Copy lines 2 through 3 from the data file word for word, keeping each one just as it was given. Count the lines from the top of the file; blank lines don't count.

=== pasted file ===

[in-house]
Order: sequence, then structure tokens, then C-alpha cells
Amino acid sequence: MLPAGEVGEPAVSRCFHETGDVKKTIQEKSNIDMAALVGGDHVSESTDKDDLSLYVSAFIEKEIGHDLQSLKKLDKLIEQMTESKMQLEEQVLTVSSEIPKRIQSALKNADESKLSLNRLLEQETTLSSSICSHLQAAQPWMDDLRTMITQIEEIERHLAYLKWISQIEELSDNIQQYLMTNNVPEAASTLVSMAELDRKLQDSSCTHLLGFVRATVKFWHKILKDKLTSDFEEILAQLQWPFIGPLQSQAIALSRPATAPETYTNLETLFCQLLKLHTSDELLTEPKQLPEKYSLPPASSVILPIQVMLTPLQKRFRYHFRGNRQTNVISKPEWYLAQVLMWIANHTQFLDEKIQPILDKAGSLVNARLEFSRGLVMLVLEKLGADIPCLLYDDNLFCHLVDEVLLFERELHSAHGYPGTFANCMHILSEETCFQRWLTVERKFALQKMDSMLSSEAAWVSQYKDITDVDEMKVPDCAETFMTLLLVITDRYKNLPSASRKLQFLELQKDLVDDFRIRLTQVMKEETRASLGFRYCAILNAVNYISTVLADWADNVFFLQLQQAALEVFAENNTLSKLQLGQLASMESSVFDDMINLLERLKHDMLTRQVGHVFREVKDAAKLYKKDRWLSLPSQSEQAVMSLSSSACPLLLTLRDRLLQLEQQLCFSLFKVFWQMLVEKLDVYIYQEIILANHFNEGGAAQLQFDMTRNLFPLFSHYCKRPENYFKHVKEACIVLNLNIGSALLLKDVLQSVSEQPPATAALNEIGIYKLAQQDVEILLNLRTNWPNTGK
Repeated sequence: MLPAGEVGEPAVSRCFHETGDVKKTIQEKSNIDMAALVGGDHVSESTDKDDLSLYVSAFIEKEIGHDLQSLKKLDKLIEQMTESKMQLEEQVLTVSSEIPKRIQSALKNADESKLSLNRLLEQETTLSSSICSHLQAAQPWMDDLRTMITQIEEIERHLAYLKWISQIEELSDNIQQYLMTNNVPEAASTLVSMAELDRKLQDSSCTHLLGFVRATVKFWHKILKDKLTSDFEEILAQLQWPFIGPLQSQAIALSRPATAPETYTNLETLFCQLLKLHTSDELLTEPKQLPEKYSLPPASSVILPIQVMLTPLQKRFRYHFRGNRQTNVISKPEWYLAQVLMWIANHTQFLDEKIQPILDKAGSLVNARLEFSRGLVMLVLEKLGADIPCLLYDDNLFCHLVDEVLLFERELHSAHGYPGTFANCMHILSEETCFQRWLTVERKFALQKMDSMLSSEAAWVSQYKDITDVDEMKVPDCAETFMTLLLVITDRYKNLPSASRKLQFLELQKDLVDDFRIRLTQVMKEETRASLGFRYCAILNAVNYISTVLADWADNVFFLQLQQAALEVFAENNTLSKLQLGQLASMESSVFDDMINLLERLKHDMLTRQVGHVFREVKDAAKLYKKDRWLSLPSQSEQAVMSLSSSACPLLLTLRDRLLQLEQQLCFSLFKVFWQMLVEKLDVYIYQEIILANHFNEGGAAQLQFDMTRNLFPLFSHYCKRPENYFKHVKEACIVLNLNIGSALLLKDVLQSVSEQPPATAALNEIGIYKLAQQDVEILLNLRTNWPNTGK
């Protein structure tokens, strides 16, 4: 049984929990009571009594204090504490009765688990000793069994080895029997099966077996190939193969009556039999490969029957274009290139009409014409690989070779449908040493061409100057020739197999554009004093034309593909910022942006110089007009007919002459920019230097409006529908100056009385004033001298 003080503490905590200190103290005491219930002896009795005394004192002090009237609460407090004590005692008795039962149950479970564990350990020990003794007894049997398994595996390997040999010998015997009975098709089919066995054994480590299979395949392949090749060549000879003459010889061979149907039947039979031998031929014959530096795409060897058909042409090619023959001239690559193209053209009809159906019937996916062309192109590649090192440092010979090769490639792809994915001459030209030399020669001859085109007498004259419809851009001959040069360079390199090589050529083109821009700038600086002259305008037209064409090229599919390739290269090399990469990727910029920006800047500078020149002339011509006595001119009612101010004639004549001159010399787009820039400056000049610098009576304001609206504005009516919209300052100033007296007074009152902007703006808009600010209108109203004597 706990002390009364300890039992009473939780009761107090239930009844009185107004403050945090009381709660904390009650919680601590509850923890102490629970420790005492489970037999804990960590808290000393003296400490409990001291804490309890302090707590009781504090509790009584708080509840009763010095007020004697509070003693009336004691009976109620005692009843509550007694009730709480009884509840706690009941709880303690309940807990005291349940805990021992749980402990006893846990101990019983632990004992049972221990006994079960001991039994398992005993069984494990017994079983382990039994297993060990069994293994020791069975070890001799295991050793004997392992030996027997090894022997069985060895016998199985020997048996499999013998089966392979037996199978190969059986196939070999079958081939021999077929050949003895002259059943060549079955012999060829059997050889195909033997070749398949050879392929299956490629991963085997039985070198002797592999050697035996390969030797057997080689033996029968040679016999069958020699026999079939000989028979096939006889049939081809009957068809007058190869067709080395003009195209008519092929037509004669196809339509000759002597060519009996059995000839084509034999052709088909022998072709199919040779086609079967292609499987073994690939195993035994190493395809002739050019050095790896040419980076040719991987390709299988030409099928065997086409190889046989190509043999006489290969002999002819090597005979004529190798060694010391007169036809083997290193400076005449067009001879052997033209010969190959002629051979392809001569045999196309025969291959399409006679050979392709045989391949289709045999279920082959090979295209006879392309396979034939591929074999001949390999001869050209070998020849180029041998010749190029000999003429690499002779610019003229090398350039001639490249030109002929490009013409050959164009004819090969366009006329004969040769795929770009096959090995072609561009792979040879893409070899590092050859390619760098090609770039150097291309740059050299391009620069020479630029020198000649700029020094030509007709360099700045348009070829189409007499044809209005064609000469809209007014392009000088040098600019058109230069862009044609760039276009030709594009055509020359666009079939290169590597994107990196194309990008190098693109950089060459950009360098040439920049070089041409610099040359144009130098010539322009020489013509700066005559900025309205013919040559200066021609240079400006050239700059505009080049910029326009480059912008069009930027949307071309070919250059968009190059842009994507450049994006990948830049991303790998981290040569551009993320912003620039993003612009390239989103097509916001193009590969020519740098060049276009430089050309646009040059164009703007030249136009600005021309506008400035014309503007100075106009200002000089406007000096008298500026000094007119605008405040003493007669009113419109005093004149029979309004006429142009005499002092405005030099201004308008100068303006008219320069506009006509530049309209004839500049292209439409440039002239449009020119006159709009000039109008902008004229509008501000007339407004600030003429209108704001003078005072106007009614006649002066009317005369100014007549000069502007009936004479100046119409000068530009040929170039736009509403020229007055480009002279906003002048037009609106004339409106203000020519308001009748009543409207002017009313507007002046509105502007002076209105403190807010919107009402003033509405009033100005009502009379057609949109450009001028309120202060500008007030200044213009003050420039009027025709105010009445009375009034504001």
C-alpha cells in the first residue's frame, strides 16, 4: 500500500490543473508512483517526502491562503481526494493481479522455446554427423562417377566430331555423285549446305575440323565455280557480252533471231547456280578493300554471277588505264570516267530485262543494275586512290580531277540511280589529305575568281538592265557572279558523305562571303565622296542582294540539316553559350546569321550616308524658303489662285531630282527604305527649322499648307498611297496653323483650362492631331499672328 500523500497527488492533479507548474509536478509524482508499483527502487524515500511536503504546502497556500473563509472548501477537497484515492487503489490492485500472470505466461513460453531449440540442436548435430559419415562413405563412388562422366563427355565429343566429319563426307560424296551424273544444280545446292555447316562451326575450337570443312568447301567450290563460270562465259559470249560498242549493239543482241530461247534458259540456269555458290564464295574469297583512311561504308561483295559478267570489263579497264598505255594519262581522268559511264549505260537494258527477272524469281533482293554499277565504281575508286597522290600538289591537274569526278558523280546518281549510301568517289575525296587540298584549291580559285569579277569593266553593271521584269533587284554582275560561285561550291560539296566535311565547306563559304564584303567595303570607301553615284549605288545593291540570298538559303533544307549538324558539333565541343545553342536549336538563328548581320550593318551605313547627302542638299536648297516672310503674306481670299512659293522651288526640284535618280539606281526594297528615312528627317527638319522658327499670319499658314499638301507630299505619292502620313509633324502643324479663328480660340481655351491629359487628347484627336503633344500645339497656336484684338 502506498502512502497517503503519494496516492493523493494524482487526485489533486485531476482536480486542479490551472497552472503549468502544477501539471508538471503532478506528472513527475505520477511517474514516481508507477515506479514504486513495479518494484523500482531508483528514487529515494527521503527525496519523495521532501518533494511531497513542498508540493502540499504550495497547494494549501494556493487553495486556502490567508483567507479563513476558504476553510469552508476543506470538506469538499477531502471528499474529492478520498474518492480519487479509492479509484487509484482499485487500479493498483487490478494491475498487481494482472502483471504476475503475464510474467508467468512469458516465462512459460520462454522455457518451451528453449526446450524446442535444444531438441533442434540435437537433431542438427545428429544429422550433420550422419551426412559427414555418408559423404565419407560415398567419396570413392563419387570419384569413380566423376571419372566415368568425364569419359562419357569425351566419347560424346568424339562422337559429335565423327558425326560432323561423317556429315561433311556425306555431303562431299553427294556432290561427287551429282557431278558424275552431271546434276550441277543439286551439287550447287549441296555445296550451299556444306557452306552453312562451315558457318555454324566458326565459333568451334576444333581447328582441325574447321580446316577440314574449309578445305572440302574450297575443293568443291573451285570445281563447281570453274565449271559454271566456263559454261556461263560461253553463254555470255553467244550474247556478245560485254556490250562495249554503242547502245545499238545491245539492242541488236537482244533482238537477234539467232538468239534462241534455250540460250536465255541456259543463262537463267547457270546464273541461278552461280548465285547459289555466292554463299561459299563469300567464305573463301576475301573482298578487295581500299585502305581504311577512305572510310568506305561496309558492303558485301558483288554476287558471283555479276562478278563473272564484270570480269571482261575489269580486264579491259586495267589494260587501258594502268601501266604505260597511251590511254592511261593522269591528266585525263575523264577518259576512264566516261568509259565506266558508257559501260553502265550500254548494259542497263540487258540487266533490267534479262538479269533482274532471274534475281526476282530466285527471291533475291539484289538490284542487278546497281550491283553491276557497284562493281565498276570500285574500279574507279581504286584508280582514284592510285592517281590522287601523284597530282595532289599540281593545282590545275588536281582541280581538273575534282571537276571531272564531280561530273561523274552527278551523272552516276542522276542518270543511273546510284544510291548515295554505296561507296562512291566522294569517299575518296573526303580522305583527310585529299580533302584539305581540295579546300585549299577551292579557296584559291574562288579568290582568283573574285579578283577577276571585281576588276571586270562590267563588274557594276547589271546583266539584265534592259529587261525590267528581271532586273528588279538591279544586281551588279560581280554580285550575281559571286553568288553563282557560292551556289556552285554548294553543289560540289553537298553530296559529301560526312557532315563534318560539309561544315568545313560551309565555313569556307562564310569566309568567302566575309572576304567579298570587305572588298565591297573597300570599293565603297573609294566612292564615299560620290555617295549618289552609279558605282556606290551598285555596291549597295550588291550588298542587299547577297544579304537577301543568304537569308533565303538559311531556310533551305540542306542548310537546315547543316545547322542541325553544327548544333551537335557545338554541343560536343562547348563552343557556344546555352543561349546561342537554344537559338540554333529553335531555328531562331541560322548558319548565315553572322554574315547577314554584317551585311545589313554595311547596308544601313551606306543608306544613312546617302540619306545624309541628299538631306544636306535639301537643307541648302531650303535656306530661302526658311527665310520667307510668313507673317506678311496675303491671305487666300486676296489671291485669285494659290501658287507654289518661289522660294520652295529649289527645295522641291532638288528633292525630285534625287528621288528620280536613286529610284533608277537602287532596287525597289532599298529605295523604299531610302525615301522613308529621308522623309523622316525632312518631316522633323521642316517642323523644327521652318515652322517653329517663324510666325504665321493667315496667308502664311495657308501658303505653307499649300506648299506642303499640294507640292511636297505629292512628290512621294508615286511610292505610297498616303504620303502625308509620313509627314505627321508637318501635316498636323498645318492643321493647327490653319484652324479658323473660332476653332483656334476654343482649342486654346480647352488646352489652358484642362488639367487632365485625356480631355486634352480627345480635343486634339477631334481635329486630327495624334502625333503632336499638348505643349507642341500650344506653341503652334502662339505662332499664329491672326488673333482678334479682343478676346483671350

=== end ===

Order: sequence, then structure tokens, then C-alpha cells
Amino acid sequence: MLPAGEVGEPAVSRCFHETGDVKKTIQEKSNIDMAALVGGDHVSESTDKDDLSLYVSAFIEKEIGHDLQSLKKLDKLIEQMTESKMQLEEQVLTVSSEIPKRIQSALKNADESKLSLNRLLEQETTLSSSICSHLQAAQPWMDDLRTMITQIEEIERHLAYLKWISQIEELSDNIQQYLMTNNVPEAASTLVSMAELDRKLQDSSCTHLLGFVRATVKFWHKILKDKLTSDFEEILAQLQWPFIGPLQSQAIALSRPATAPETYTNLETLFCQLLKLHTSDELLTEPKQLPEKYSLPPASSVILPIQVMLTPLQKRFRYHFRGNRQTNVISKPEWYLAQVLMWIANHTQFLDEKIQPILDKAGSLVNARLEFSRGLVMLVLEKLGADIPCLLYDDNLFCHLVDEVLLFERELHSAHGYPGTFANCMHILSEETCFQRWLTVERKFALQKMDSMLSSEAAWVSQYKDITDVDEMKVPDCAETFMTLLLVITDRYKNLPSASRKLQFLELQKDLVDDFRIRLTQVMKEETRASLGFRYCAILNAVNYISTVLADWADNVFFLQLQQAALEVFAENNTLSKLQLGQLASMESSVFDDMINLLERLKHDMLTRQVGHVFREVKDAAKLYKKDRWLSLPSQSEQAVMSLSSSACPLLLTLRDRLLQLEQQLCFSLFKVFWQMLVEKLDVYIYQEIILANHFNEGGAAQLQFDMTRNLFPLFSHYCKRPENYFKHVKEACIVLNLNIGSALLLKDVLQSVSEQPPATAALNEIGIYKLAQQDVEILLNLRTNWPNTGK